The sea is getting bigger

By Rhia Perkins

It’s a big step from the Republik to the Saddledome, but Great Big Sea haven’t let it go to their heads.

"It’s a challenge," laughed the multifaceted Bob Hallett, who contributes vocals, button accordian, fiddle, tin and low whistles, bouzouki, concertina, and mandolin to the band. "You really have to think about the concert in a different way. People aren’t standing right in front of you, so, I guess the whole thing has to be a little broader."

Taking the increase in popularity in stride, Hallett is more concerned about the increased complexity and elaborate arrangement of the songs, and how this affects their usually- lively stage show.

"From an instrumental point of view, it’s more difficult to play these things–I can run around or I can play really well. You gotta find something in between," Hallett said matter of factly.

Though the music is more complicated, the band remains true to their musical roots of St. John’s, where they grew up. Hallett is strongly influenced by the traditional music that surrounded him as a child, and sees the band as a way to ensure the tradition is not lost.

"The four of us are all the only people in our families–and some of the guys come form quite large families–who play this music, so we felt a certain amount of responsibility to carry it on," he said.

Family is also extremely important to Hallett and the rest of the band.

"We chose to stay in Newfoundland because we wanted to be close to our family, friends and community and it’s a vital part of us and who we are," he said. "For us to move away and lose that, we would have lost the essential thing that made our music worthwhile in the first place. Our music only makes sense in context–in Newfoundland."

Hallett is philosophical about the mainstream success they’re finally enjoying on their third and fourth albums.

"I can’t say radio’s embraced us, but it’s gotten easier," he mused. "The first three singles we put off [Up] got nothing. I’m sure if it hadn’t been for MuchMusic no one would have heard of us."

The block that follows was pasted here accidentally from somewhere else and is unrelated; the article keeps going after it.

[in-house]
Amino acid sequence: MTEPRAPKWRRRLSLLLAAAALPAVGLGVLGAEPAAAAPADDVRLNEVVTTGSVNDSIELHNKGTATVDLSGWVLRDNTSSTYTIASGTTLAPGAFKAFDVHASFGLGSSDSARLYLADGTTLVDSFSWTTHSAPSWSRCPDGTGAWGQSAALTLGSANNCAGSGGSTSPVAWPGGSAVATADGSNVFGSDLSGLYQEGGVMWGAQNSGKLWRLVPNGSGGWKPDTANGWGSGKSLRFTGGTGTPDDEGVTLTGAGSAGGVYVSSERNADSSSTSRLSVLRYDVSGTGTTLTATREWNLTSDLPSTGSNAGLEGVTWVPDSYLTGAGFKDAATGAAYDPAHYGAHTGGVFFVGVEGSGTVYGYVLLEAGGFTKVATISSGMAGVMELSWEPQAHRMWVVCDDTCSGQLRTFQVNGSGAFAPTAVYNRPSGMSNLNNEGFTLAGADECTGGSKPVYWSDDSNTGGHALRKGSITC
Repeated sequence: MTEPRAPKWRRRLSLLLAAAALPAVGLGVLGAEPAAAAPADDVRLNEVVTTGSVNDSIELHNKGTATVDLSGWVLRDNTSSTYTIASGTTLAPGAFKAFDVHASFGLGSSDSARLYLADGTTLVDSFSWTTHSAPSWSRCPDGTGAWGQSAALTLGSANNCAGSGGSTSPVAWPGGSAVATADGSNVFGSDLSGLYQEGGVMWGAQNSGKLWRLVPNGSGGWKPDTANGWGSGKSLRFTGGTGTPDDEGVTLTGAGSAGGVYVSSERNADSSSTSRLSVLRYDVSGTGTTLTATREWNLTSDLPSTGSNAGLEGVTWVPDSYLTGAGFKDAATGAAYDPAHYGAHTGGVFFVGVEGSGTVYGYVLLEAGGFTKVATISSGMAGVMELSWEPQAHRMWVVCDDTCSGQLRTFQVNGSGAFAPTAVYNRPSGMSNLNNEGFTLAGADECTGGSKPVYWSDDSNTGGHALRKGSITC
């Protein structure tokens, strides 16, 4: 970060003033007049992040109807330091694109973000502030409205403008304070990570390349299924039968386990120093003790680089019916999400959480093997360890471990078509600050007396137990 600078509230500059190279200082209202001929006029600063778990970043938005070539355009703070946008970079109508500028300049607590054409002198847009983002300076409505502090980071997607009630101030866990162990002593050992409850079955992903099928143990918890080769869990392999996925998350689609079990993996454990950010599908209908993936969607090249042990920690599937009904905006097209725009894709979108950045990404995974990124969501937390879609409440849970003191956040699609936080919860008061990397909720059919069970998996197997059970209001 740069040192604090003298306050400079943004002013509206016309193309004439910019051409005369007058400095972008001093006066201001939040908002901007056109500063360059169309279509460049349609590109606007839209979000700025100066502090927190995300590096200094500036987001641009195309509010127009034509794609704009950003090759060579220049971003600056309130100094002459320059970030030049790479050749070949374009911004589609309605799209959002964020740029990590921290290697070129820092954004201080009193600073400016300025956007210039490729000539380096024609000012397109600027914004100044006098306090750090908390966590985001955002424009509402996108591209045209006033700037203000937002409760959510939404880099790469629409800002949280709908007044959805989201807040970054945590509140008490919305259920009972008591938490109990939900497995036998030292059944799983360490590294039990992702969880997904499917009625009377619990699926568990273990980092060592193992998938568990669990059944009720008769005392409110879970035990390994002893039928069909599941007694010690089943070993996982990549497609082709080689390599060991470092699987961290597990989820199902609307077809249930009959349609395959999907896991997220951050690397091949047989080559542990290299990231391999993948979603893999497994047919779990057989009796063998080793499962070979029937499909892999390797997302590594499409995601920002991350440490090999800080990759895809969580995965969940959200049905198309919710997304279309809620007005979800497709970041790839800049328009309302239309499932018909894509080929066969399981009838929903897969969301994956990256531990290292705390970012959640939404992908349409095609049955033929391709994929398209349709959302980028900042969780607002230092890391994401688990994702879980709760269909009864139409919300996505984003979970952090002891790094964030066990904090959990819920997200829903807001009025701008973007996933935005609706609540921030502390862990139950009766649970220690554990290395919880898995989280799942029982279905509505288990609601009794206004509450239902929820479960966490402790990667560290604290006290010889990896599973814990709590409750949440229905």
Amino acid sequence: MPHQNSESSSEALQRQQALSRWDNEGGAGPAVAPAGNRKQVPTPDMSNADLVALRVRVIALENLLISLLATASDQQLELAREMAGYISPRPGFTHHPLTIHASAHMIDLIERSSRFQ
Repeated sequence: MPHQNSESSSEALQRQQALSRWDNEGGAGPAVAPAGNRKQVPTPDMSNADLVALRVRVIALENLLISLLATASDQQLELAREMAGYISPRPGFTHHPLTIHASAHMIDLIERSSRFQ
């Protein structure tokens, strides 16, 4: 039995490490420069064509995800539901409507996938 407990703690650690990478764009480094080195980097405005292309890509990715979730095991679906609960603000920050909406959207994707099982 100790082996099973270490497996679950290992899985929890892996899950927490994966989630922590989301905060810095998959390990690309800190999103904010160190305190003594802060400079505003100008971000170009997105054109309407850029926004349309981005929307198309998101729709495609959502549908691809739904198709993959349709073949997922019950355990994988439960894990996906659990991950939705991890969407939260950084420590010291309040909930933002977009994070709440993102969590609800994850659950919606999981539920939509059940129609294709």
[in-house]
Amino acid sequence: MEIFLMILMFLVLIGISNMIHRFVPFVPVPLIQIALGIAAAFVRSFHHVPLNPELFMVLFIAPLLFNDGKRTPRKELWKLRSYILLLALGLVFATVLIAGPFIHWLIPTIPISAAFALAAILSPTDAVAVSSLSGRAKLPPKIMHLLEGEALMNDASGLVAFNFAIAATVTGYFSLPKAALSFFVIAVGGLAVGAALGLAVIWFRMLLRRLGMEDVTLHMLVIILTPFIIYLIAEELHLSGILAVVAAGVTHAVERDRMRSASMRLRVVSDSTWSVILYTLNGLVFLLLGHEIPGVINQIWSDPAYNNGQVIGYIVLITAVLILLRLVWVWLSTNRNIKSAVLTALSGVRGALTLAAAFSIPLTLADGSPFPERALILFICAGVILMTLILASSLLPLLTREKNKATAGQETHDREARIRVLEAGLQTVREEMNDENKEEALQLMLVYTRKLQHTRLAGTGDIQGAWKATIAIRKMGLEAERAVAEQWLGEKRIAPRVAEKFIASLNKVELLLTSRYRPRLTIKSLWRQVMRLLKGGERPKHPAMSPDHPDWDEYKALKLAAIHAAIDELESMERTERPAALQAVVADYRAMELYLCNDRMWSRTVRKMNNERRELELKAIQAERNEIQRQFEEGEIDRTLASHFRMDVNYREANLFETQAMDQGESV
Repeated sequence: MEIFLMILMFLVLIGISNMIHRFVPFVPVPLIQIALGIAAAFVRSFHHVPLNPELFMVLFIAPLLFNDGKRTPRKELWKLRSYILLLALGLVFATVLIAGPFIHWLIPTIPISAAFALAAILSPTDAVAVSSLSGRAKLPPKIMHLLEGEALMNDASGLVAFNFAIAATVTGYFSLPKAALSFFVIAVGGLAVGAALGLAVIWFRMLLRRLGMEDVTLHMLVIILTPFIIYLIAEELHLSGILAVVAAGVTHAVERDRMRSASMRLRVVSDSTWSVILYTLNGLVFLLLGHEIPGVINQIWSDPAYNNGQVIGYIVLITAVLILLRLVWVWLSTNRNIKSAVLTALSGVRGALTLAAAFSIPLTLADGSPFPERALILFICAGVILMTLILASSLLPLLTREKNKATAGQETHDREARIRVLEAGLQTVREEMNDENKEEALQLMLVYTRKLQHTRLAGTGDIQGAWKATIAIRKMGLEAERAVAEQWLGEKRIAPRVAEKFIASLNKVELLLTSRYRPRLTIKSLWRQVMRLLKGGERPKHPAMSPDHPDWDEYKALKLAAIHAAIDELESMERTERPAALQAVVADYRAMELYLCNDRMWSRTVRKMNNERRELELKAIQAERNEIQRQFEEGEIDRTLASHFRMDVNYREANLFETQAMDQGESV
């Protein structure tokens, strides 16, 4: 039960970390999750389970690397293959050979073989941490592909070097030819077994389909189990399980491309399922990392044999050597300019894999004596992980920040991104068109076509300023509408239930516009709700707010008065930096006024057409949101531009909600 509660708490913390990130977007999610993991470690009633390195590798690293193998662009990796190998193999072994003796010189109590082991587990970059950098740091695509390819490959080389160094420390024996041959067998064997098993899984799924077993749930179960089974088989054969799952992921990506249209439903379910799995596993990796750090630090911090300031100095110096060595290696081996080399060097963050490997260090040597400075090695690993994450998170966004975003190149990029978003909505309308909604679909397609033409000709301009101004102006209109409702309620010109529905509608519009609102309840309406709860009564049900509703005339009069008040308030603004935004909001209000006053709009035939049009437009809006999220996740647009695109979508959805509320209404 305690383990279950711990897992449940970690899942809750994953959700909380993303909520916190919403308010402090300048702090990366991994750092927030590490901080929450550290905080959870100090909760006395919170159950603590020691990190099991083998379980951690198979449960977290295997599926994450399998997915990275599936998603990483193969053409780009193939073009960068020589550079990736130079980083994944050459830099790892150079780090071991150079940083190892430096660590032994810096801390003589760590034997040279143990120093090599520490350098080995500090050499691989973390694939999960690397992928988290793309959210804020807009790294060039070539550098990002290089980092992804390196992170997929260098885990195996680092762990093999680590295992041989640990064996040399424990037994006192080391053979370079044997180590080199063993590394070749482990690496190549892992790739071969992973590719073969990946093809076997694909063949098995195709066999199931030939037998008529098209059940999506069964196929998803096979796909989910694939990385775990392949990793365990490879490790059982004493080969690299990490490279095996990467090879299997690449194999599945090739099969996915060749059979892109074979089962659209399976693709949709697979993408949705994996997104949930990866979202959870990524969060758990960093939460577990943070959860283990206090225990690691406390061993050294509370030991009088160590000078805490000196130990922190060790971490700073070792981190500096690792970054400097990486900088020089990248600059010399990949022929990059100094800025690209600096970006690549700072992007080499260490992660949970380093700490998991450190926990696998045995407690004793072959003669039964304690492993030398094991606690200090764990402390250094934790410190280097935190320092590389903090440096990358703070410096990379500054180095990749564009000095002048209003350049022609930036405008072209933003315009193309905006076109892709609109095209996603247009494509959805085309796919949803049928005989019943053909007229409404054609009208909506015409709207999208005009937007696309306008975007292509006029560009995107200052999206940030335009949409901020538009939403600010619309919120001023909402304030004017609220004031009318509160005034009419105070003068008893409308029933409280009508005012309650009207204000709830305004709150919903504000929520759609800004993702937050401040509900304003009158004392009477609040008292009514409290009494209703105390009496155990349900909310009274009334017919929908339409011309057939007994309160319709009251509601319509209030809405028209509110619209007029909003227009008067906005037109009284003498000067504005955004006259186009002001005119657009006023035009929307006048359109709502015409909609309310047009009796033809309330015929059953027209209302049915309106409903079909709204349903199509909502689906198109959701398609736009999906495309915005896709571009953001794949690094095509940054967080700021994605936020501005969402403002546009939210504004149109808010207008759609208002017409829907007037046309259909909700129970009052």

He credits unique pop music videos for giving them exposure to a public that wouldn’t typically be interested in traditional Newfoundland music.

"The look of the videos was so pop, I guess it kind of disguised from the public what kind of music we were doing," he said. "Our goal was to make music that would be popular and to make it using the tools of Newfoundland music."

Their fourth album, Turn, was released early this summer. While steeped in the maritime folk tradition, it is more creative and complex than the earlier three.

"The fourth one is brutal," said Hallett. "Because all the good ideas you’ve been saving up for the last 20 years are all gone now, so you really have to dig down deep. At the same time, we wanted to move the band forward, but you don’t want to screw up the thing that everybody liked about it in the first place," he laughed.

The album has gone platinum and still sells strongly across Canada, so it appears the changes are for the best.

One of the most interesting of these was the band’s decision to do a song in French. According to Hallett, none of the band are native speakers and the song they chose was written in Newfoundland French, a dialect very different to those spoken in Canada today.

"It’s like Newfoundland English," he said. "It has a lot of expressions and dialects that are extinct in the modern world. There are words in it that don’t even exist in the two main Canadian streams of French."

The band played across Europe and toured extensively in the us. Still, they are undecided as to whether the us market is essential to the band’s success.

"I don’t think it’s vital, we’ve had a very good career in Canada and if the States thing never happened, I don’t think anybody in the band would be disappointed," he said. "But as a challenge, I must say I find it enjoyable. Cracking the United States is kind of this Emerald City for Canadian bands–everyone wants to do it."

At the same time, they don’t want to lose sight of home.

"It’s no point being a huge star in the States if you get home and none of your friends are speaking to you and your family’s all moved."

The band has therefore decided to concentrate on playing in Canada–much to the delight of the fans here at home.

Great Big Sea will be playing at the Canadian Airlines Saddledome Fri., Oct. 22.

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